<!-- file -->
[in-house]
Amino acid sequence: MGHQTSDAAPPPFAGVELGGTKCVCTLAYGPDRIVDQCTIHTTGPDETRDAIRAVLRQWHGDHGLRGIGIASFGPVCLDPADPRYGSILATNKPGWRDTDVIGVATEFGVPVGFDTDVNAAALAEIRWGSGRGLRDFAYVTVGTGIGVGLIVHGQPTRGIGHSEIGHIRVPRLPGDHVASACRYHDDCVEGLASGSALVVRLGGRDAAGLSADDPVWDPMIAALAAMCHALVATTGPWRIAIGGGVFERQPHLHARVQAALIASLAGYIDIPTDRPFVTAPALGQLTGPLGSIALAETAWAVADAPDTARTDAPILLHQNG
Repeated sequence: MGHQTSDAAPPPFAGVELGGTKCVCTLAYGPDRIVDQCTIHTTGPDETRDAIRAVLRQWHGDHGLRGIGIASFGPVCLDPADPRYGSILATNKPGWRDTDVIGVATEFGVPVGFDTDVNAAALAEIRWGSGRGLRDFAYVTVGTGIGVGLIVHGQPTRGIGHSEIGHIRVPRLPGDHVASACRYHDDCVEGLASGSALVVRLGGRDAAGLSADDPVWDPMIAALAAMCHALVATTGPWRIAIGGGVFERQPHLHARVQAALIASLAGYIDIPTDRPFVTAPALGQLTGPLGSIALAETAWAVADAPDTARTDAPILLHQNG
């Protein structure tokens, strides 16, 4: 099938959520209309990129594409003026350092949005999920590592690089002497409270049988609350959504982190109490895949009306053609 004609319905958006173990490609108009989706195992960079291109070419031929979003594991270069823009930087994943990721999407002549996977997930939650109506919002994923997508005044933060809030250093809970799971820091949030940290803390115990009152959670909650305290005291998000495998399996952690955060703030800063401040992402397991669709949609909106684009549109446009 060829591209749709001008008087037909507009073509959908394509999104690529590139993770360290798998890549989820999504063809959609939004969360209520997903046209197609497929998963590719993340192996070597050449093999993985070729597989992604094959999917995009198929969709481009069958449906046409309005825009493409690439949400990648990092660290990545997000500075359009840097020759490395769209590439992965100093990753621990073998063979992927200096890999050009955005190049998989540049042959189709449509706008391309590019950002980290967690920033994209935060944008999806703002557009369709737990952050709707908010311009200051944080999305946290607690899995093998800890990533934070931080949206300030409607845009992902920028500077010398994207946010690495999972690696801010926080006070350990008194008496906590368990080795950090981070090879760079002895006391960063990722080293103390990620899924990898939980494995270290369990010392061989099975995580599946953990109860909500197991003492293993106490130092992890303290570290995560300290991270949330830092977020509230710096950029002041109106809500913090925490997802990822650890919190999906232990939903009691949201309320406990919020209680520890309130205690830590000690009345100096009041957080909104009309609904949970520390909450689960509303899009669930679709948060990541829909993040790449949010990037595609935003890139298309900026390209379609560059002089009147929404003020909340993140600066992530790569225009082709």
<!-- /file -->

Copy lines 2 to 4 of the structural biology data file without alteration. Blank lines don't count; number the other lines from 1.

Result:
Amino acid sequence: MGHQTSDAAPPPFAGVELGGTKCVCTLAYGPDRIVDQCTIHTTGPDETRDAIRAVLRQWHGDHGLRGIGIASFGPVCLDPADPRYGSILATNKPGWRDTDVIGVATEFGVPVGFDTDVNAAALAEIRWGSGRGLRDFAYVTVGTGIGVGLIVHGQPTRGIGHSEIGHIRVPRLPGDHVASACRYHDDCVEGLASGSALVVRLGGRDAAGLSADDPVWDPMIAALAAMCHALVATTGPWRIAIGGGVFERQPHLHARVQAALIASLAGYIDIPTDRPFVTAPALGQLTGPLGSIALAETAWAVADAPDTARTDAPILLHQNG
Repeated sequence: MGHQTSDAAPPPFAGVELGGTKCVCTLAYGPDRIVDQCTIHTTGPDETRDAIRAVLRQWHGDHGLRGIGIASFGPVCLDPADPRYGSILATNKPGWRDTDVIGVATEFGVPVGFDTDVNAAALAEIRWGSGRGLRDFAYVTVGTGIGVGLIVHGQPTRGIGHSEIGHIRVPRLPGDHVASACRYHDDCVEGLASGSALVVRLGGRDAAGLSADDPVWDPMIAALAAMCHALVATTGPWRIAIGGGVFERQPHLHARVQAALIASLAGYIDIPTDRPFVTAPALGQLTGPLGSIALAETAWAVADAPDTARTDAPILLHQNG
């Protein structure tokens, strides 16, 4: 099938959520209309990129594409003026350092949005999920590592690089002497409270049988609350959504982190109490895949009306053609 004609319905958006173990490609108009989706195992960079291109070419031929979003594991270069823009930087994943990721999407002549996977997930939650109506919002994923997508005044933060809030250093809970799971820091949030940290803390115990009152959670909650305290005291998000495998399996952690955060703030800063401040992402397991669709949609909106684009549109446009 060829591209749709001008008087037909507009073509959908394509999104690529590139993770360290798998890549989820999504063809959609939004969360209520997903046209197609497929998963590719993340192996070597050449093999993985070729597989992604094959999917995009198929969709481009069958449906046409309005825009493409690439949400990648990092660290990545997000500075359009840097020759490395769209590439992965100093990753621990073998063979992927200096890999050009955005190049998989540049042959189709449509706008391309590019950002980290967690920033994209935060944008999806703002557009369709737990952050709707908010311009200051944080999305946290607690899995093998800890990533934070931080949206300030409607845009992902920028500077010398994207946010690495999972690696801010926080006070350990008194008496906590368990080795950090981070090879760079002895006391960063990722080293103390990620899924990898939980494995270290369990010392061989099975995580599946953990109860909500197991003492293993106490130092992890303290570290995560300290991270949330830092977020509230710096950029002041109106809500913090925490997802990822650890919190999906232990939903009691949201309320406990919020209680520890309130205690830590000690009345100096009041957080909104009309609904949970520390909450689960509303899009669930679709948060990541829909993040790449949010990037595609935003890139298309900026390209379609560059002089009147929404003020909340993140600066992530790569225009082709």